An Ansonia clock is an antique clock made by the highly successful Ansonia Clock Company. The company made thousands of wall clocks, shelf clocks and mantel clocks in many different styles from 1851 to 1929.Know More
The company, which was formed in 1851 by Anson G. Phelps, introduced many different clock styles, such as figurine clocks and swing clocks, which were made from wood, cast iron or enamel. By 1904, Ansonia was also making a collection of wristwatches. After World War I, the company fell into decline and was eventually sold off to the Russian government in 1929. The rights to the use of the Ansonia name and trademark returned to the U.S. in 1969 to a company in Lynwood, Wash.
Today, the most valuable and collectible Ansonia clocks are the novelty models including the Army and Navy clocks, the Crystal Palace, the Helmsman and the Sonnet.Learn more about Antiques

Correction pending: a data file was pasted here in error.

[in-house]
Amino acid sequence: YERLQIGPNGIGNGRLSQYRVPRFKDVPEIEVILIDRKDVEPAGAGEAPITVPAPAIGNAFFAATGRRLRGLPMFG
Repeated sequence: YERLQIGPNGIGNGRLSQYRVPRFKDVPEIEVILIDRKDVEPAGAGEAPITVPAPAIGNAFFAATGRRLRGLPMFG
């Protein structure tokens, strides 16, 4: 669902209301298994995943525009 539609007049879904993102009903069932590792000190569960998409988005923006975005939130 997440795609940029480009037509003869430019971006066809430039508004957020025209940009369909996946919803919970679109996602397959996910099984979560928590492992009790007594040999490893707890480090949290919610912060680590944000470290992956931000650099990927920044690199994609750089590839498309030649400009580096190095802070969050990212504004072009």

Knowing that there are variations to the company names for an E. Ingraham clock helps people date this type of clock. The stamped set of numbers, on the front plate, further help identify the clock's exact year of manufacture.Full Answer >
In 1908, Westclox patented the "Big Ben" alarm clock movement, and the first clock was introduced to the market in 1910. In 1920, Big Ben became the first alarm clock advertised nationally.Full Answer >
Old English Staffordshire pottery is antique earthenware from the Staffordshire region in central England. The Staffordshire ceramics that most collectors are familiar with today come from the 18th century when the bottle kilns of the region were used to craft fine dinnerware and fanciful figurines.Full Answer >
Pewter touch marks are the marks that a pewterer puts on any goods he makes. These touch marks are essentially the pewterer's trademark, according to The Pewter Society.Full Answer >